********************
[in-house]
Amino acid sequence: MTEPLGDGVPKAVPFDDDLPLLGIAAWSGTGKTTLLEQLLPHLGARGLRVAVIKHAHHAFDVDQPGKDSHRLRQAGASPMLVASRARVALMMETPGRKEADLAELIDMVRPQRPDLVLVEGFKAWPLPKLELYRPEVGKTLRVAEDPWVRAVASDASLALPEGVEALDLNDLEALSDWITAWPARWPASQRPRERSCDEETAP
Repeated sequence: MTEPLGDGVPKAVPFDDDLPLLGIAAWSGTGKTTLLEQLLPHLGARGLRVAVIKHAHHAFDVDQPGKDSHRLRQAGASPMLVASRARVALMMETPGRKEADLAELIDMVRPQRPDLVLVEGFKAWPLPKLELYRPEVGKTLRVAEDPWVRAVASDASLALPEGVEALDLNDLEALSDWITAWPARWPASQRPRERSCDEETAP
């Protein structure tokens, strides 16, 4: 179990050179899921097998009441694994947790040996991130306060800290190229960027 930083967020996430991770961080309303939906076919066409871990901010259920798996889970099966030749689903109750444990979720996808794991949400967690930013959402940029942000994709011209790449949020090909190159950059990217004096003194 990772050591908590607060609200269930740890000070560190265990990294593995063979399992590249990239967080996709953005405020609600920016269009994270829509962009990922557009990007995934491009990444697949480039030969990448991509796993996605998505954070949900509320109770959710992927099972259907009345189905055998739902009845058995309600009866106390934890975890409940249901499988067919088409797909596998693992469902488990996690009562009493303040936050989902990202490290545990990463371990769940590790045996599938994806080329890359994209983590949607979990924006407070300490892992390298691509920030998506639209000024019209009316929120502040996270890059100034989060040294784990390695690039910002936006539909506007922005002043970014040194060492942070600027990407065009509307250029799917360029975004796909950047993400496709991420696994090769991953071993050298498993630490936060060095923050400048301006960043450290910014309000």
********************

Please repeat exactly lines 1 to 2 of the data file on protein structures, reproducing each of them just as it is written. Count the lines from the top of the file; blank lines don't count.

[in-house]
Amino acid sequence: MTEPLGDGVPKAVPFDDDLPLLGIAAWSGTGKTTLLEQLLPHLGARGLRVAVIKHAHHAFDVDQPGKDSHRLRQAGASPMLVASRARVALMMETPGRKEADLAELIDMVRPQRPDLVLVEGFKAWPLPKLELYRPEVGKTLRVAEDPWVRAVASDASLALPEGVEALDLNDLEALSDWITAWPARWPASQRPRERSCDEETAP